Big thanks to Dirty, Naked and Happy for letting me know about this survey!
So the National Institute of Health Research are conducting a survey to identify what a/Autistic people, their families, carers and medical professionals want to see researched in the future. You can fill in the form if you’re formally diagnosed, self diagnosed, a spouse or family member of an Autistic person. You can fill in the form multiple times if more than one of these statuses applies to you.
I think this is great. It’s exactly what we’re fighting for out there on social media, and for some of us in our everyday lives. We’re getting our voices heard, and influencing the direction that research takes so that it will be of use to us (are you listening Autism Speaks? this is how it’s done right).
You get 3 questions per form submission, and once the survey closes, they’ll pick a top 10 to investigate. My choices were:
How much of what is currently regarded as autism is actually autism and how much is co-morbid conditions that can be treated separately?
Now I know that the DSM specifies autism only as those key points affecting interests and interaction, however, the Autism community (particularly cure-seeking parents) often confuse co-morbid conditions such as gut problems, intellectual disabilities, epilepsy etc with autism itself. It’d be nice to see co-morbid conditions treated separately from autism, with a focus on improving quality of life for a/Autistic people, rather than a focus on making them not-autistic. I believe that a study (or statement) from a reputable health body could improve this attitude.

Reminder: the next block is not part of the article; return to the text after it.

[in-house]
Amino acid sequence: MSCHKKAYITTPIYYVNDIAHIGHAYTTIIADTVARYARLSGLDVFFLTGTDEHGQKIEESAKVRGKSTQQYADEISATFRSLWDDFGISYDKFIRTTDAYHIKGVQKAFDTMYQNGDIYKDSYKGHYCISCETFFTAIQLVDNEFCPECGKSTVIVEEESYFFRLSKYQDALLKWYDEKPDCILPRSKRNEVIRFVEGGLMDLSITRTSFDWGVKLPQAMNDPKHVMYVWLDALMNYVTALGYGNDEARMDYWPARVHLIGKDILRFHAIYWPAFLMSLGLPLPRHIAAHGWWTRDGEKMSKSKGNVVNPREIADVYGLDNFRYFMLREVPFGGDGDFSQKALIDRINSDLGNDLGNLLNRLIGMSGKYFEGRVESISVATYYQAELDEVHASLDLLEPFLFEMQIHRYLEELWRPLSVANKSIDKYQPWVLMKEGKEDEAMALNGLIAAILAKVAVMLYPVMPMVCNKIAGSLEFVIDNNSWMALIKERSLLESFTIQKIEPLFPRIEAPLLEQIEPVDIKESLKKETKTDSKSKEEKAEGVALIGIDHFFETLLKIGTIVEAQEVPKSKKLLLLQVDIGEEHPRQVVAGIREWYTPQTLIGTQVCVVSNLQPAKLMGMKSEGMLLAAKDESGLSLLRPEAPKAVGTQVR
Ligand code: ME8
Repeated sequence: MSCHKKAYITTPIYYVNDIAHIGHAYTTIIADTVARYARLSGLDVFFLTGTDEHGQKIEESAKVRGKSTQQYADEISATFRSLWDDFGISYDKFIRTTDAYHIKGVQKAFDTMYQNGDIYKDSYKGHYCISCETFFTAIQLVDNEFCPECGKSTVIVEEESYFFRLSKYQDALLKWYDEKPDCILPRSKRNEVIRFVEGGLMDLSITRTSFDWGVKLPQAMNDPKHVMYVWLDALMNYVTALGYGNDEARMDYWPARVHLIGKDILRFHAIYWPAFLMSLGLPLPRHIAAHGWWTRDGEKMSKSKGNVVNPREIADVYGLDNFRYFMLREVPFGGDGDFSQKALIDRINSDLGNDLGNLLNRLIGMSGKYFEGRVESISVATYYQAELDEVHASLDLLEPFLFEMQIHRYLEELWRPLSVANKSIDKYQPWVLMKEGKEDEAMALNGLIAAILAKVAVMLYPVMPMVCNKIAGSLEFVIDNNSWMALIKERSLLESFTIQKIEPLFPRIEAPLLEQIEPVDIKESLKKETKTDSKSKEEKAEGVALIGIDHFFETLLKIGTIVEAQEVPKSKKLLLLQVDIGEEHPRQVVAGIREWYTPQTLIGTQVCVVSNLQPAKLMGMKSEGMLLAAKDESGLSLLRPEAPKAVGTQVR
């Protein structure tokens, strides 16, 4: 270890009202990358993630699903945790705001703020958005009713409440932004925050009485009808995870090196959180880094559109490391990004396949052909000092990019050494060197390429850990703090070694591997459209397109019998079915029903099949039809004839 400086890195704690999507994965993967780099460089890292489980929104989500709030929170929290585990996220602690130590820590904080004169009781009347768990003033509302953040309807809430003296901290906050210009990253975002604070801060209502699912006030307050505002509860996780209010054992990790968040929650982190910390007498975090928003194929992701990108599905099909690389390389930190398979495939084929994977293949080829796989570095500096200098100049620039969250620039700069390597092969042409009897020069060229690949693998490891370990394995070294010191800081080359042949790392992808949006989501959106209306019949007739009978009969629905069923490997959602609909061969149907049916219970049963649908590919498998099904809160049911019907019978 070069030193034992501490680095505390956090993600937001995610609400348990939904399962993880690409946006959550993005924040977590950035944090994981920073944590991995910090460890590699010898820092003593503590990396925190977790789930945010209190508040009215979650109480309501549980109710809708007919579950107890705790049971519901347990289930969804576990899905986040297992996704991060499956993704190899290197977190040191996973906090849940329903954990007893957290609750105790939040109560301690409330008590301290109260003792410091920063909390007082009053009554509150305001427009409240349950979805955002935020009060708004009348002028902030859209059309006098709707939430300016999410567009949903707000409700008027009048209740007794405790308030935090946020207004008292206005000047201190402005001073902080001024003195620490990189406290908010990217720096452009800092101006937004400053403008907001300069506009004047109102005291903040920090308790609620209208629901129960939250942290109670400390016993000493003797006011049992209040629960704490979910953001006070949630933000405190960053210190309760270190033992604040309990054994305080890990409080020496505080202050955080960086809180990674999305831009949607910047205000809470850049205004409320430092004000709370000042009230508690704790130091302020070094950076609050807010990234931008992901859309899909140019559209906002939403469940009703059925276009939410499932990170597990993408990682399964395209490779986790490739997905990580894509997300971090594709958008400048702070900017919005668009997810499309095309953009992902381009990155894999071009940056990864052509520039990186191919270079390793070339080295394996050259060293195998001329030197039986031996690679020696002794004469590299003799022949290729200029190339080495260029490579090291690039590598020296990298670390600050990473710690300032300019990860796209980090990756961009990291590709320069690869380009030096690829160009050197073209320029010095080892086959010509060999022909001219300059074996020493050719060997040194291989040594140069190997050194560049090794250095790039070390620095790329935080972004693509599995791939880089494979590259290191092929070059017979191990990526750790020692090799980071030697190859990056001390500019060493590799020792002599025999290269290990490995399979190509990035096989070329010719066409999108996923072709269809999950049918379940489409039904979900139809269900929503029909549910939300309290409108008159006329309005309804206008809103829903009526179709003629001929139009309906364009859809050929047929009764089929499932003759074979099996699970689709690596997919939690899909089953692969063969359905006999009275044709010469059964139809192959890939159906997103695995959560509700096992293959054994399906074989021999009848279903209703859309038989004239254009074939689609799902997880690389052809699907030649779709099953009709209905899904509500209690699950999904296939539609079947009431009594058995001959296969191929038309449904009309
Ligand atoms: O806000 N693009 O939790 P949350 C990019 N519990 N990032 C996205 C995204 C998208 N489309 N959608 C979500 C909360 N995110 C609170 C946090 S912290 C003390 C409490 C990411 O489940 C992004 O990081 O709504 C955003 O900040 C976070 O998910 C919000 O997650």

There’s a lot of focus on autistic children, but more adults are being diagnosed. With a focus on self-help type therapies, and an avoidance of social normalisation (e.g encouraging eye contact, discouraging stimming), what techniques would an autistic adult benefit from employing?
Another one for focusing attention away from “curing” us, and towards helping us manage our Autism in ways that suit us. I’m hoping to see better advice for the use of calming techniques, perhaps even bio/neurofeedback suggestions for problems with interoception. Refocusing on adults should head off all the early intervention and normalisation talk that usually pops up in place of self-help advice. I want things that’ll make us feel better rather than look better.
What are the benefits of “non-functional behaviours” or “stimming” for autistic individuals, how important is stimming as a coping/soothing strategy?
I want to clear stimming’s name. It’s not a dirty word. In most cases it’s a harmless behaviour, and we all know for a fact that it helps us self-regulate. However, as with the recent scientific revelation that we do in fact feel sensations more keenly than neurotypical folks, we need a scientist to “discover” it officially before we’re likely to be listened to on the matter.